Critic's Picks: Amy Adams' Top 5 Performances

8:00 AM 11/10/2017

by Neil Young

From 'Arrival' to 'Enchanted,' a THR film critic ranks the actress' best film roles.

Photofest (5)

  1. 1
    5

    Arrival

    2016

    Paramount Pictures/Photofest

    Denis Villeneuve's sci-fi mind-expander about communication and human fallibility is built four-square around Adams' utterly committed, subtly nuanced lead performance as world-renowned linguist Louise Banks, who faces the job of her life when enigmatic aliens land their ships across Earth. The star's response: a masterclass of quiet bravura.

  2. 2
    5

    The Master

    2012

    The Weinstein Company/Photofest

    Adams' reunion with Philip Seymour Hoffman in Paul Thomas Anderson's chronicle of a California cult leader and his agonized acolyte provided the actress with arguably the most challenging and complex role of her career so far, as the guru's terrifyingly single-minded spouse Peggy Dodd.

  3. 3
    5

    Doubt

    2008

    Miramax Films/Photofest

    Many seasoned actors would struggle to hold their own opposite the superheavyweight duo of Meryl Streep and Philip Seymour Hoffman, but a 33-year-old Adams did just that and more as Sister James, the unworldly nun around whose loose tongue John Patrick Shanley's study of faith and hypocrisy ingeniously revolves. Her second Oscar nomination duly followed.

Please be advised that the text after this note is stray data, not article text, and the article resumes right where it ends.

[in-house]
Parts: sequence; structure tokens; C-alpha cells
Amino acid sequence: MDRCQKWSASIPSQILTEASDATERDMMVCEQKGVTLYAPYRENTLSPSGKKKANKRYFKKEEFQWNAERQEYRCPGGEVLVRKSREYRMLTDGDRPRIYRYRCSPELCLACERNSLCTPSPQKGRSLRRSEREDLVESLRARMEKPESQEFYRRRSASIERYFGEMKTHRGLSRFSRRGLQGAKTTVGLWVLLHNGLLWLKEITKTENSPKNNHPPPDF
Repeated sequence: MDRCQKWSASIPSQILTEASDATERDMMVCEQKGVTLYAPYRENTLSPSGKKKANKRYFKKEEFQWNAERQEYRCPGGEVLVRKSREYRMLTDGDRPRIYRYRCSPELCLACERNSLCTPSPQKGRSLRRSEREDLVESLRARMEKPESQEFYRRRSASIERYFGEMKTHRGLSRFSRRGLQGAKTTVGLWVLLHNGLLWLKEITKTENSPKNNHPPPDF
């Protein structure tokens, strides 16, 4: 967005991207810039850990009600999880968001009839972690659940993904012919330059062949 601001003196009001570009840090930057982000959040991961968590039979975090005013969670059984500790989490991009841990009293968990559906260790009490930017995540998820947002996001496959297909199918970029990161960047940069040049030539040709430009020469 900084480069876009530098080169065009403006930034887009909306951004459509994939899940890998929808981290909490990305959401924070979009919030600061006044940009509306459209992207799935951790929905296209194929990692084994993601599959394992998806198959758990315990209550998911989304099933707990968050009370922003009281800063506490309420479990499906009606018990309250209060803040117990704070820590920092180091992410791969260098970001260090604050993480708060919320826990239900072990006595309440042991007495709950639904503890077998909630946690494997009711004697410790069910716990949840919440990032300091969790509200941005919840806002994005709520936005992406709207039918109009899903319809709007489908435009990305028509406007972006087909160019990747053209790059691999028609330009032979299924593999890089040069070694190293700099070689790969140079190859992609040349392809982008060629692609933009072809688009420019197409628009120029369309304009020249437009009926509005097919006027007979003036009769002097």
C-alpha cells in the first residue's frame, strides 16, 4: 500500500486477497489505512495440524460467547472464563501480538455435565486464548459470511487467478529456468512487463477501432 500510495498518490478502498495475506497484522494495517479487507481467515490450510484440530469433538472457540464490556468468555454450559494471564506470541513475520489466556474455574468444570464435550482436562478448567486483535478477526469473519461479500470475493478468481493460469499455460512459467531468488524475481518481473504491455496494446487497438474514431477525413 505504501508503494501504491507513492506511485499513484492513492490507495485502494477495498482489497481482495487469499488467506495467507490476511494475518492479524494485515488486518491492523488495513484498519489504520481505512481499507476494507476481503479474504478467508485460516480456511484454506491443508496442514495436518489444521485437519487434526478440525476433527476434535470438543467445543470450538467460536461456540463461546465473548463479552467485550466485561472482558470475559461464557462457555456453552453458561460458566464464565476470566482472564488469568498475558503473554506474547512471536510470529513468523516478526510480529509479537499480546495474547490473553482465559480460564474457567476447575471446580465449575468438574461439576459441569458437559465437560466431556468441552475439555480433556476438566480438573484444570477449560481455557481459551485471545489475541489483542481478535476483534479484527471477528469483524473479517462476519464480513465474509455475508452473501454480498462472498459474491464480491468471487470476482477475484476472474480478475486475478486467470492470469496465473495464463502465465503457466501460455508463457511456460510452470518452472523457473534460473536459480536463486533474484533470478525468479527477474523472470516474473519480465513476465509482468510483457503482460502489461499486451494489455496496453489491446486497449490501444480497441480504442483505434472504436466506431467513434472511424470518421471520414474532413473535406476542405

4. 4
    5

    Enchanted

    2007

    Courtesy of Walt Disney Pictures/Photofest

    Adams hit the Hollywood big time in Disney's delightfully postmodern fairy-tale spoof as Giselle, haplessly catapulted from her mythical homeland to modern-day Manhattan. The smash hit displayed Adams' many skills: comedy, singing, dancing and gamely performing opposite a menagerie of animated critters. Old-school showbiz!

  5. 5
    5

    Junebug

    2005

    Sony Pictures Classics/Photofest

    The first of the then-little-known Adams' five Academy Award nominations came via her dazzling supporting turn as Ashley, the heartbreakingly sweet, heavily pregnant chatterbox at the heart of Phil Morrison's low-budget comedy-drama.

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